Telegraph view: A woeful lack of progress building a new nuclear power station underlines the need for fracking. It is difficult to overstate the importance of the proposed nuclear power station at Hinkley Point in Somerset. The plant could produce 7 per cent of the UK’s electricity, power reliably available regardless of the weather, unlike so-called “renewables”. As if to illustrate the need for reliable capacity, National Grid earlier this month had to issue an urgent call for extra electricity from suppliers. Otherwise, breakdowns at ageing power plants and the frailty of our electricity import cables might have left Britain so short of power that some lights would have gone out. Given the real risk that Hinkley will fail, the Government must now give more thought to alternative means of meeting Britain’s future needs. Perhaps that will require making more use of gas, and accepting that doing so will make it harder to meet targets for carbon-reduction: does anyone seriously argue that meeting those targets is more important than keeping the lights on? And it will almost certainly mean more fracking. Extracting gas from shale has all but ended US dependence on imported energy and could well transform Britain’s energy landscape. Only one such project is under way, as environmental protests deter investors. Hinkley Point’s troubles should spur ministers to do much more to support the fracking industry.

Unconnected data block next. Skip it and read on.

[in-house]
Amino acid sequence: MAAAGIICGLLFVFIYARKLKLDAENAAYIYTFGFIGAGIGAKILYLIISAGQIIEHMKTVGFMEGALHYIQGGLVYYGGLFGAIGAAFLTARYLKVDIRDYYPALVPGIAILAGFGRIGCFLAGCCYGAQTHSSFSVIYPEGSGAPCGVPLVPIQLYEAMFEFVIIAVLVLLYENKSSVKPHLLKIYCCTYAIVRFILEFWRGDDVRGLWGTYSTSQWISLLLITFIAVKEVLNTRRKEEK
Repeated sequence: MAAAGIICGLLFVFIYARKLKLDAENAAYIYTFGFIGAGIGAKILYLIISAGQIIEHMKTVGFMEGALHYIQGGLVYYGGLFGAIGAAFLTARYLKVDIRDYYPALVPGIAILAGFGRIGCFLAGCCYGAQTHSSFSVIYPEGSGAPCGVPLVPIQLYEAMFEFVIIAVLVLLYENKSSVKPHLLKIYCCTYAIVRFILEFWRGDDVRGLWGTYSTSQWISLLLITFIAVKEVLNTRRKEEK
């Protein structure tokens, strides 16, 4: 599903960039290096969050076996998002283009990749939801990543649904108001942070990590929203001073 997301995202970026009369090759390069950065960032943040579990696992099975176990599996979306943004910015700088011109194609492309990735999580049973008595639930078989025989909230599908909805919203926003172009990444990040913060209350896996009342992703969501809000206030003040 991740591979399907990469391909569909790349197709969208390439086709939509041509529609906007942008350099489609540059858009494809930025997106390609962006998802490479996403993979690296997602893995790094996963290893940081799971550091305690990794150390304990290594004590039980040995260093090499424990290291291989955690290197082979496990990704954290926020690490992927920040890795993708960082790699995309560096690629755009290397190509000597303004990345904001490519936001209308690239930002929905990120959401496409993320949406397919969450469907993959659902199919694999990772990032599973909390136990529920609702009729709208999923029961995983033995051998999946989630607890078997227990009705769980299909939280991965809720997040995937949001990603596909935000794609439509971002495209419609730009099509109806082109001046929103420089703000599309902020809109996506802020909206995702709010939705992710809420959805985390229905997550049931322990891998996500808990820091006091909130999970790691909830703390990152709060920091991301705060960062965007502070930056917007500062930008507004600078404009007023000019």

Telegraph 26th May 2016 read more »